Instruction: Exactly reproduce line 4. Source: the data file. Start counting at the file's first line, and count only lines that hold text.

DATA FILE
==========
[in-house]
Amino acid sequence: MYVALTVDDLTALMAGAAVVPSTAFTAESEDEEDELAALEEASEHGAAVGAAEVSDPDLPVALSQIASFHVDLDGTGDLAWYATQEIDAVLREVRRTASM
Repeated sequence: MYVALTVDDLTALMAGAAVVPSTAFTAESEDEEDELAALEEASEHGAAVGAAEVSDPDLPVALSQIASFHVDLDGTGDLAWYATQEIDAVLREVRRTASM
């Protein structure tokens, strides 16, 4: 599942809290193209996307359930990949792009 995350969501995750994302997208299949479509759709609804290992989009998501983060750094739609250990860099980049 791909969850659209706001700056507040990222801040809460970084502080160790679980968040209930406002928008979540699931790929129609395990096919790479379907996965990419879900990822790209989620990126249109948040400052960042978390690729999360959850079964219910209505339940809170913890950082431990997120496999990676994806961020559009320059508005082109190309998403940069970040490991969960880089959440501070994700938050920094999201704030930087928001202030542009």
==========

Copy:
């Protein structure tokens, strides 16, 4: 599942809290193209996307359930990949792009 995350969501995750994302997208299949479509759709609804290992989009998501983060750094739609250990860099980049 791909969850659209706001700056507040990222801040809460970084502080160790679980968040209930406002928008979540699931790929129609395990096919790479379907996965990419879900990822790209989620990126249109948040400052960042978390690729999360959850079964219910209505339940809170913890950082431990997120496999990676994806961020559009320059508005082109190309998403940069970040490991969960880089959440501070994700938050920094999201704030930087928001202030542009």